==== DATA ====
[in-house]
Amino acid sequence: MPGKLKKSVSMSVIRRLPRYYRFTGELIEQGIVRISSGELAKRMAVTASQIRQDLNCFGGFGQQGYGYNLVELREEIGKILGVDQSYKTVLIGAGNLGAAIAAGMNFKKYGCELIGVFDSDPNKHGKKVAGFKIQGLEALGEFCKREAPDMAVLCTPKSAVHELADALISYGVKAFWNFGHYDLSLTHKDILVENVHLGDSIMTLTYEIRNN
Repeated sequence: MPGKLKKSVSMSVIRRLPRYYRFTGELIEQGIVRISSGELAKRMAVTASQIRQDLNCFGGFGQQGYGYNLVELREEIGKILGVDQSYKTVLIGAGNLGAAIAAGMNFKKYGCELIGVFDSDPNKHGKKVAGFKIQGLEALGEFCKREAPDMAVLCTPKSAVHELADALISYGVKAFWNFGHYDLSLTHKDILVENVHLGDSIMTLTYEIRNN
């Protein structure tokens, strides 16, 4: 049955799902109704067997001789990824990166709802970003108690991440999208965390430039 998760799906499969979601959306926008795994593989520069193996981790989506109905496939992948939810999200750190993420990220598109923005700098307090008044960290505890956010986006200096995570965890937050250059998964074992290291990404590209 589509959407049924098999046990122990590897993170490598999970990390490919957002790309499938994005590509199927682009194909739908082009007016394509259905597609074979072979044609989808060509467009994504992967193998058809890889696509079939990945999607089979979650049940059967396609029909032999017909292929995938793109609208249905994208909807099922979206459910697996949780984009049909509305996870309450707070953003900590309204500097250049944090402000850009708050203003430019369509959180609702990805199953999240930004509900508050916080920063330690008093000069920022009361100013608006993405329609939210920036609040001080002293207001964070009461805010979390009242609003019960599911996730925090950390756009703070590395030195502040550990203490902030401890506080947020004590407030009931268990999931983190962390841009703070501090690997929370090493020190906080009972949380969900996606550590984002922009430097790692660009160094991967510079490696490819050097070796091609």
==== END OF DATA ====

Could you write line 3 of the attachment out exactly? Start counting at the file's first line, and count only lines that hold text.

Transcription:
Repeated sequence: MPGKLKKSVSMSVIRRLPRYYRFTGELIEQGIVRISSGELAKRMAVTASQIRQDLNCFGGFGQQGYGYNLVELREEIGKILGVDQSYKTVLIGAGNLGAAIAAGMNFKKYGCELIGVFDSDPNKHGKKVAGFKIQGLEALGEFCKREAPDMAVLCTPKSAVHELADALISYGVKAFWNFGHYDLSLTHKDILVENVHLGDSIMTLTYEIRNN